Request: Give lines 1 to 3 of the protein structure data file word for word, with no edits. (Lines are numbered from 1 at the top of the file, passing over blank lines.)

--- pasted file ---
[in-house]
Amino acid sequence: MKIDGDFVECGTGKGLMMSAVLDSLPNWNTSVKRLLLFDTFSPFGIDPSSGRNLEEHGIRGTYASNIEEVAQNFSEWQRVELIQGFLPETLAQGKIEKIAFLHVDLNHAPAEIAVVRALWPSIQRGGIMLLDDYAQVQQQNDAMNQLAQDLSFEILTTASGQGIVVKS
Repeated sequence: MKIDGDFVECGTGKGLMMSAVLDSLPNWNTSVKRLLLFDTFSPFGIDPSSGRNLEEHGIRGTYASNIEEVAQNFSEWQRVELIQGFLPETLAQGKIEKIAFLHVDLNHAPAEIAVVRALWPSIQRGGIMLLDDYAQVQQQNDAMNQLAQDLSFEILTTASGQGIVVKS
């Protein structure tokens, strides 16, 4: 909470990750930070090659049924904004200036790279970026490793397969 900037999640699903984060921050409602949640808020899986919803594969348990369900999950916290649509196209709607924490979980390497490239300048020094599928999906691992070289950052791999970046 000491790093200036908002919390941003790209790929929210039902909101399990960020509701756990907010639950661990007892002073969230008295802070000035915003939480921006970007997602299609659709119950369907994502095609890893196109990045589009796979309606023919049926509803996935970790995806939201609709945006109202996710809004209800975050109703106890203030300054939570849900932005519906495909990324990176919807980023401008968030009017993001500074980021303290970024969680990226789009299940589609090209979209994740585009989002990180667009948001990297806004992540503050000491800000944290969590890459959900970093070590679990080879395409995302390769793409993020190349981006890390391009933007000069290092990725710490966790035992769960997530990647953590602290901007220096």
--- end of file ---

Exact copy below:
[in-house]
Amino acid sequence: MKIDGDFVECGTGKGLMMSAVLDSLPNWNTSVKRLLLFDTFSPFGIDPSSGRNLEEHGIRGTYASNIEEVAQNFSEWQRVELIQGFLPETLAQGKIEKIAFLHVDLNHAPAEIAVVRALWPSIQRGGIMLLDDYAQVQQQNDAMNQLAQDLSFEILTTASGQGIVVKS
Repeated sequence: MKIDGDFVECGTGKGLMMSAVLDSLPNWNTSVKRLLLFDTFSPFGIDPSSGRNLEEHGIRGTYASNIEEVAQNFSEWQRVELIQGFLPETLAQGKIEKIAFLHVDLNHAPAEIAVVRALWPSIQRGGIMLLDDYAQVQQQNDAMNQLAQDLSFEILTTASGQGIVVKS